• Craft a position paper to map out a path allowing factory home builders, retailers, developers and MH Communities to tap into over 30 billion dollars in federal programs that we are virtually left out of today. Doing so could increase our industry's sales while decreasing over time the federal budget, creating more American jobs and freeing people from poverty in the process. This concept was inspired by some industry members and the potential is outlined in our exclusive Industry in Focus report linked here. What we see are a number of potential 'mutual wins' we need to champion in DC and/or with local officials! This should become an integral part of the agenda for MHI, MHEC members and MHARR. A handful of association executives have already told us privately that they see merit to this concept, and that it should be pursued.

  • We as industry professionals must align ourselves more with our community residents and home owners. This isn't just 'pie in the sky,' because we have seen this done (for example, I've done this with some clients I've worked with) by some MHC owner operators and more ought to be developing and executing that plan. We can't view our customer base as an enemy or something to be feared. With some 20,000,000 owners and residents, we could establish a voting block that would provide us with an impact far greater than our PAC dollars alone can muster. More on this in the days ahead.

  • Our Industry must develop and encourage a culture of best practices professionalism! We must develop our owners, managers, leaders, plus rank and file members for the next generation! Reading helps, which is why we provide so much content from a variety of industry pros and sources here. But live training and personal development must be a part of it too. Please see this article here on the topic of Corporate Culture.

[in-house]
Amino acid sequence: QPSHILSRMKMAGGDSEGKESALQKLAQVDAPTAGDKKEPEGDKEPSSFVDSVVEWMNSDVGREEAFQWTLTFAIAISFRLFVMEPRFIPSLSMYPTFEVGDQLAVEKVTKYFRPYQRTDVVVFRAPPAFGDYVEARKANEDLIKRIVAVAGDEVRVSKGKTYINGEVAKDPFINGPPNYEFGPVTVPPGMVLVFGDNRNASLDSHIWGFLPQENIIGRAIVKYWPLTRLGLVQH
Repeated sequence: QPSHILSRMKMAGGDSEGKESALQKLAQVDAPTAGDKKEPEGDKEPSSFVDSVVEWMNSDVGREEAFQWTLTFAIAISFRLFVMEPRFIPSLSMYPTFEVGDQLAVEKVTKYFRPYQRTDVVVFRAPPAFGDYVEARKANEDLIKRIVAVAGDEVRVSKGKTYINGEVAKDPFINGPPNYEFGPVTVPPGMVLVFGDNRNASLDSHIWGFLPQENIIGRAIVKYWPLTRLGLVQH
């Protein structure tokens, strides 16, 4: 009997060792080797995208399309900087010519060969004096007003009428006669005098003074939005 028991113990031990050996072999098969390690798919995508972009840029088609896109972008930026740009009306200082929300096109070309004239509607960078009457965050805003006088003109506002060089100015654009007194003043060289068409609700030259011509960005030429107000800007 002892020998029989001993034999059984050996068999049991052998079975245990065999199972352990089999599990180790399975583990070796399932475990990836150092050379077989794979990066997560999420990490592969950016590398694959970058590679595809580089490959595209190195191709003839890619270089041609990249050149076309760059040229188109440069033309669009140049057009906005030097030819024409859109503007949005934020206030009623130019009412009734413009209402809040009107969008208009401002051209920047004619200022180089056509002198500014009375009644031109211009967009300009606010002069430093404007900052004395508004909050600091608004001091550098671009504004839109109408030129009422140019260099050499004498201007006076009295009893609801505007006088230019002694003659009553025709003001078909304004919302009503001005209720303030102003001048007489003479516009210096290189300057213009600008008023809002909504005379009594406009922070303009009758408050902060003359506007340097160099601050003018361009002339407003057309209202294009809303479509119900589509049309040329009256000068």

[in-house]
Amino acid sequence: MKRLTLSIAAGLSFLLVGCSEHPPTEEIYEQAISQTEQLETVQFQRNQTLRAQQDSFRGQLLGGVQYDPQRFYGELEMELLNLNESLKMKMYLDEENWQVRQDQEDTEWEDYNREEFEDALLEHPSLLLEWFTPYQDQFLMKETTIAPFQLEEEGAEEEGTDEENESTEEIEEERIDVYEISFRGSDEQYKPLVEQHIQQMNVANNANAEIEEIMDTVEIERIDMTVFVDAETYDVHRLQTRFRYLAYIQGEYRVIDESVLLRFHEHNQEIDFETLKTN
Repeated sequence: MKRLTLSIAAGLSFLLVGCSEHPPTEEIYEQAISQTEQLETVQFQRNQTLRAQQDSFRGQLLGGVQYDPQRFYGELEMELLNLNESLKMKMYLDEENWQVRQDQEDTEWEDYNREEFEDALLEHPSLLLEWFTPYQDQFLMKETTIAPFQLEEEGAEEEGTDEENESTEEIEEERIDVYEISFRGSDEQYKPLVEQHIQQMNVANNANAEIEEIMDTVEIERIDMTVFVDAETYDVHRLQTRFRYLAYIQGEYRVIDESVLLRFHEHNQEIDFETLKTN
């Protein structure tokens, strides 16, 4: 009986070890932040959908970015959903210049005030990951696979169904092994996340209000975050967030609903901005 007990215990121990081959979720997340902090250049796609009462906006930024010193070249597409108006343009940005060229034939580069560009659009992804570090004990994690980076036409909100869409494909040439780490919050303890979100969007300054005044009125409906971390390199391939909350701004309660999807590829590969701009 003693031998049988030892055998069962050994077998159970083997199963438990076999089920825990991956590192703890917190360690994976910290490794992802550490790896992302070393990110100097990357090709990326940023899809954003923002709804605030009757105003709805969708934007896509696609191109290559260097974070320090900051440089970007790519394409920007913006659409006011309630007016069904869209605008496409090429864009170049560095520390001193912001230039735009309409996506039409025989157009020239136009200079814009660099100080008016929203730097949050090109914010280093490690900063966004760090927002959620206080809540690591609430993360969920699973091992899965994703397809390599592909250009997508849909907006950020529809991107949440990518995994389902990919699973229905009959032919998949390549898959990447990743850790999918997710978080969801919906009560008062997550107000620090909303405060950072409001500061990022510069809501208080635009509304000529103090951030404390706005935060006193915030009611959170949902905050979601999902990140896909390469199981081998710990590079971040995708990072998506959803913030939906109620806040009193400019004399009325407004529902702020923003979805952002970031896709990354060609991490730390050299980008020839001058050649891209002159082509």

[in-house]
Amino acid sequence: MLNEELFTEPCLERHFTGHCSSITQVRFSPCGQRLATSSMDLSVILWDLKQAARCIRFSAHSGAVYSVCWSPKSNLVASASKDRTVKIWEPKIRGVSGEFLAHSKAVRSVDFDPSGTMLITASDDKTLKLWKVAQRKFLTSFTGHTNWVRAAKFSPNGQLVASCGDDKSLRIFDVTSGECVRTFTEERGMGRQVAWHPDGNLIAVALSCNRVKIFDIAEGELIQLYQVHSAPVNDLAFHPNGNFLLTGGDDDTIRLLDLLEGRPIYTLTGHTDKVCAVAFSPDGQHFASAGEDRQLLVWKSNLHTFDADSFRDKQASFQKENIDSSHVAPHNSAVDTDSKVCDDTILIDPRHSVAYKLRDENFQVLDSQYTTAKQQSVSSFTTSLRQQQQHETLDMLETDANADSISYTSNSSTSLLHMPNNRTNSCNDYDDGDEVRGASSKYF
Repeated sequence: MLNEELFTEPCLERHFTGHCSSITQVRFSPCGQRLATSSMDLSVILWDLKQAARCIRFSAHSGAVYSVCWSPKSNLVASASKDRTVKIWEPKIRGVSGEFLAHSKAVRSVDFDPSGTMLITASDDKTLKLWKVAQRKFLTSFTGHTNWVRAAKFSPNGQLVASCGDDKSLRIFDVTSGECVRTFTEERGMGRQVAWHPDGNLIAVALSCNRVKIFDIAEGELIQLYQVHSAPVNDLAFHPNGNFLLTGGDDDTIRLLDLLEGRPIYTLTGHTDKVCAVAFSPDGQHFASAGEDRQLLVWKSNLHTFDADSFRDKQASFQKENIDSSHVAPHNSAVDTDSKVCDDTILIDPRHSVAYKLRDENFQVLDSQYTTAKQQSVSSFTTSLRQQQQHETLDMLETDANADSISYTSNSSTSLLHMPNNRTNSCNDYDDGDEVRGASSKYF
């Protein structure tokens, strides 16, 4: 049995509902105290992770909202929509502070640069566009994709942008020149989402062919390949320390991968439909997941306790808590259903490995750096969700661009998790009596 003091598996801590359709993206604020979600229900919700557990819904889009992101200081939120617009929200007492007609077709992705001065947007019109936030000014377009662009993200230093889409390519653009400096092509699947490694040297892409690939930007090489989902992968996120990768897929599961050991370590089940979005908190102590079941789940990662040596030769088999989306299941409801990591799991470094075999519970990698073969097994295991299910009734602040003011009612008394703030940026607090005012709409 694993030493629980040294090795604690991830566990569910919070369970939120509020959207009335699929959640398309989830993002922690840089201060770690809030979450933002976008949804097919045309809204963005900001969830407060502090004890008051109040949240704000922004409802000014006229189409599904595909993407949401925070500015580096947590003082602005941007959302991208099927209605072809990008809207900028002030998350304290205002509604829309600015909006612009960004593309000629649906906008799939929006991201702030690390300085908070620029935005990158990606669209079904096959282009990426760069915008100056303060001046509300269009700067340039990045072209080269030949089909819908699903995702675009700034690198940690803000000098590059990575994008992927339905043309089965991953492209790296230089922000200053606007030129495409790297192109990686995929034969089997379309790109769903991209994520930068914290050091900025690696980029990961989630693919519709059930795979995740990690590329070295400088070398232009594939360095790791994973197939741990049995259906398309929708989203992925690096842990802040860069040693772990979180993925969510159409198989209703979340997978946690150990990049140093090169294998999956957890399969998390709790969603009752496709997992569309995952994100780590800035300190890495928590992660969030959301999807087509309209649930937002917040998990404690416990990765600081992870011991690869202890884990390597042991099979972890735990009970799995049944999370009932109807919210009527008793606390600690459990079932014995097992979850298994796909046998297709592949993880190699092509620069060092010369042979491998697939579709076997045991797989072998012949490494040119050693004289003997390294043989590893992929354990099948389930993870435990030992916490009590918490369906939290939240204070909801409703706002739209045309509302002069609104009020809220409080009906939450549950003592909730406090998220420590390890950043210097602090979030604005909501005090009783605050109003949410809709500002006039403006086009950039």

Learning to Grow Sales at the Big Event!

Yes, the Tunica Show is one of our sponsors, but let's be clear that this was a super event that I personally attended even before it became of client of ours here at MHProNews. What makes the Tunica Show in 2013 even more special than in years gone by are specific business and profit building opportunities you won't find anywhere else in the U.S. in March! We had over 2,000 MH Industry pros go to Tunica in 2012. Will we see the same kind of bounce in Tunica that we saw in Louisville this past January?

Come and see!

Tunica is the largest trade show display of factory built homes anywhere in the world to date this year. Certainly Southern and Midwestern retailers, communities and builder/developers ought to be there. I would not be surprised to see pros from coast to coast come. In fact, our international readers who are thinking about investing in factory built housing ought to contact Dennis Hill's office to get credentials to come too.

Better Together

Until my experience in WI about 8 years ago with their very fine state association, I recall my overall skepticism about associations in general. I'd been at association meetings in a couple of other states. They struck me as 'ok.'

Then, the Wisconsin Housing Alliance wowed me.

About those other associations. Maybe it was me…because the first time I read Dale Carnegie's classic, How to Win Friends and Influence People, I confess being unable to finish but the first chapter or two. I hated it. But later, I picked Carnegie's book back up again and devoured it. What changed?

Me and my attitude.

To borrow ROC USA's fine tag line, we are "Better Together." Those pros who have been deeply engaged for years in associations understand the value. Some MH Pros invested their personal time, talent and treasure so that others can advance in this great industry too.

But there are far too many professionals who are not involved in associations.

We need solid industry trade journalism, which we strive to provide every business day here at MHProNews. But we also need those fine state, regional and national associations, and those associations need you to be part of the solution that advances your cause and that of the Industry at large.

We truly are better together.

Learn one example of that reality at the Tunica Show in March, which is made possible by the South Central Manufactured Housing (SCMHI), a multi-state association event. These events provide amazing networking, business building opportunities where you can compare products and services side by side all in the same place. Amazing!

I'll be there, I hope you will be there too. Our booth is number 9 in the Hallway, right by the room where the Business Building Seminars will be taking place. See the updated Show line up at the link above!

I hope to see you in DC and in Tunica. ##

PS: Check our many Exclusive and Red Hot Featured Articles for February and see the

other new stories at too.

l-a--tony-kovachL. A. "Tony" Kovach and Spotlighting the MHLifeStyle = Industry News, Tips and Views Pros can Use

Services:B2BandB2CAds, Proven MH Marketing & Sales Systems, Websites other Industry Solutions.

Office –815-270-0500 or connect with me on Linkedin.


Whether you think you can or whether you think you can't, you're right. – Henry Ford